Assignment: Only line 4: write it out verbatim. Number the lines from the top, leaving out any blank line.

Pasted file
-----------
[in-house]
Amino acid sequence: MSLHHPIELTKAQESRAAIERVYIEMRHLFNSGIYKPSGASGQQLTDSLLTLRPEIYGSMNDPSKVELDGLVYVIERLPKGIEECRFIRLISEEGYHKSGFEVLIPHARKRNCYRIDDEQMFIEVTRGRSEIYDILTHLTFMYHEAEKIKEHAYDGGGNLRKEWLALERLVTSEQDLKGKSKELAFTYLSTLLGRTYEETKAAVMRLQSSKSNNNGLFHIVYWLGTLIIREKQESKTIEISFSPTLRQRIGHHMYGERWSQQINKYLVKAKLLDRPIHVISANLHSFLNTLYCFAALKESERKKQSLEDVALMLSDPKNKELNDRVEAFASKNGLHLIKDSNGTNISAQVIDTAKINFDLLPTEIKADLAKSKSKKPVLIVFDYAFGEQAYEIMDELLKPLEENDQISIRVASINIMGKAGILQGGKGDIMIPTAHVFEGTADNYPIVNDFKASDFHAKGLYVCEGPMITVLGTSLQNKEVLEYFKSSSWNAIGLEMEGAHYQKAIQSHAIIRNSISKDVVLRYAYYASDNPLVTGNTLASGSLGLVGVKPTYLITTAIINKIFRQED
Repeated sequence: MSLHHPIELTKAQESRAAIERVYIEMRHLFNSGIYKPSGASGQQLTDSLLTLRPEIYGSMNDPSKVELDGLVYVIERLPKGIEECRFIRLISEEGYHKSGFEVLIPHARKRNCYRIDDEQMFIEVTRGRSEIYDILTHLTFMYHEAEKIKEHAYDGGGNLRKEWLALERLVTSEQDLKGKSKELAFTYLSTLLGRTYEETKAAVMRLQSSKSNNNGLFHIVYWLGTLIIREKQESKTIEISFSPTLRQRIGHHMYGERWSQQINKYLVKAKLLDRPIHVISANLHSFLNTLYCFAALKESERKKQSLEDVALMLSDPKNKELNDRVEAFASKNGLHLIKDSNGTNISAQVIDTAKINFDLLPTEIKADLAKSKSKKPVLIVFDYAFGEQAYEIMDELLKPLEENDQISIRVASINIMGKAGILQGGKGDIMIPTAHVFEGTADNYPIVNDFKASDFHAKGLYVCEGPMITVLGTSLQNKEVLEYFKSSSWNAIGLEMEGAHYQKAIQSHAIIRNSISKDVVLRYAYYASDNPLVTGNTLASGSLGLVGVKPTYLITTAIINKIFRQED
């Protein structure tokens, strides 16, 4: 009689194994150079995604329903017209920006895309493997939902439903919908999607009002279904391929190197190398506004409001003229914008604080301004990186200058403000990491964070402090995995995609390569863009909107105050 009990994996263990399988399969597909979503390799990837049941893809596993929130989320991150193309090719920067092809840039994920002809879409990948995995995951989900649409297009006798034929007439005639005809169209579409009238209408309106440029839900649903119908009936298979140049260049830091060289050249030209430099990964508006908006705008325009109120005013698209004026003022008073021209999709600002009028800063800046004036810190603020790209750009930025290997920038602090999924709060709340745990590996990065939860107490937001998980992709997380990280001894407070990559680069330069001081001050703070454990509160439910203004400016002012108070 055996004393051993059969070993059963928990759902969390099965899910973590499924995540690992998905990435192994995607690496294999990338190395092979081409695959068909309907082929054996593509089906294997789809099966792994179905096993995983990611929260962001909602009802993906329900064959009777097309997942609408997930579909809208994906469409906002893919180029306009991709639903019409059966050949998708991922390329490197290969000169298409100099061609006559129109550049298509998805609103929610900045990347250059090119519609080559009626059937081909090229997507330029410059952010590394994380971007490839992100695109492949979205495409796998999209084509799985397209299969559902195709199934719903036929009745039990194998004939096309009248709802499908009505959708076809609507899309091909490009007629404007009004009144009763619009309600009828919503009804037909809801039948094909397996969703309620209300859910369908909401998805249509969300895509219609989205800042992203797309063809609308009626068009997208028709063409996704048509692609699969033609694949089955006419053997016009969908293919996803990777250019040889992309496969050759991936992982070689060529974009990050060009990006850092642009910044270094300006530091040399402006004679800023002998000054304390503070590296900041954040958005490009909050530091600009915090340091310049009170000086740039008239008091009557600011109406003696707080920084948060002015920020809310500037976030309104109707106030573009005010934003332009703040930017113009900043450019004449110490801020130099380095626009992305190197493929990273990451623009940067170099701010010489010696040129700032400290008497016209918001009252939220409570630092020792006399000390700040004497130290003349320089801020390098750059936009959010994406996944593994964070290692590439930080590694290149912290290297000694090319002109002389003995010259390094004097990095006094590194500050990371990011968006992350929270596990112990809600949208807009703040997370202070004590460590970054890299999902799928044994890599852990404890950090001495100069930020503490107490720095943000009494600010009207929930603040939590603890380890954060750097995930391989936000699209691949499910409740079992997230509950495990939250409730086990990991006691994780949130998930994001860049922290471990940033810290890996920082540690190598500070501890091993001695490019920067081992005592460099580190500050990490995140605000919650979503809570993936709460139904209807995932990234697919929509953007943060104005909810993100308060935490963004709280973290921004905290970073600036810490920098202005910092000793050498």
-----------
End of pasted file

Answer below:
């Protein structure tokens, strides 16, 4: 009689194994150079995604329903017209920006895309493997939902439903919908999607009002279904391929190197190398506004409001003229914008604080301004990186200058403000990491964070402090995995995609390569863009909107105050 009990994996263990399988399969597909979503390799990837049941893809596993929130989320991150193309090719920067092809840039994920002809879409990948995995995951989900649409297009006798034929007439005639005809169209579409009238209408309106440029839900649903119908009936298979140049260049830091060289050249030209430099990964508006908006705008325009109120005013698209004026003022008073021209999709600002009028800063800046004036810190603020790209750009930025290997920038602090999924709060709340745990590996990065939860107490937001998980992709997380990280001894407070990559680069330069001081001050703070454990509160439910203004400016002012108070 055996004393051993059969070993059963928990759902969390099965899910973590499924995540690992998905990435192994995607690496294999990338190395092979081409695959068909309907082929054996593509089906294997789809099966792994179905096993995983990611929260962001909602009802993906329900064959009777097309997942609408997930579909809208994906469409906002893919180029306009991709639903019409059966050949998708991922390329490197290969000169298409100099061609006559129109550049298509998805609103929610900045990347250059090119519609080559009626059937081909090229997507330029410059952010590394994380971007490839992100695109492949979205495409796998999209084509799985397209299969559902195709199934719903036929009745039990194998004939096309009248709802499908009505959708076809609507899309091909490009007629404007009004009144009763619009309600009828919503009804037909809801039948094909397996969703309620209300859910369908909401998805249509969300895509219609989205800042992203797309063809609308009626068009997208028709063409996704048509692609699969033609694949089955006419053997016009969908293919996803990777250019040889992309496969050759991936992982070689060529974009990050060009990006850092642009910044270094300006530091040399402006004679800023002998000054304390503070590296900041954040958005490009909050530091600009915090340091310049009170000086740039008239008091009557600011109406003696707080920084948060002015920020809310500037976030309104109707106030573009005010934003332009703040930017113009900043450019004449110490801020130099380095626009992305190197493929990273990451623009940067170099701010010489010696040129700032400290008497016209918001009252939220409570630092020792006399000390700040004497130290003349320089801020390098750059936009959010994406996944593994964070290692590439930080590694290149912290290297000694090319002109002389003995010259390094004097990095006094590194500050990371990011968006992350929270596990112990809600949208807009703040997370202070004590460590970054890299999902799928044994890599852990404890950090001495100069930020503490107490720095943000009494600010009207929930603040939590603890380890954060750097995930391989936000699209691949499910409740079992997230509950495990939250409730086990990991006691994780949130998930994001860049922290471990940033810290890996920082540690190598500070501890091993001695490019920067081992005592460099580190500050990490995140605000919650979503809570993936709460139904209807995932990234697919929509953007943060104005909810993100308060935490963004709280973290921004905290970073600036810490920098202005910092000793050498």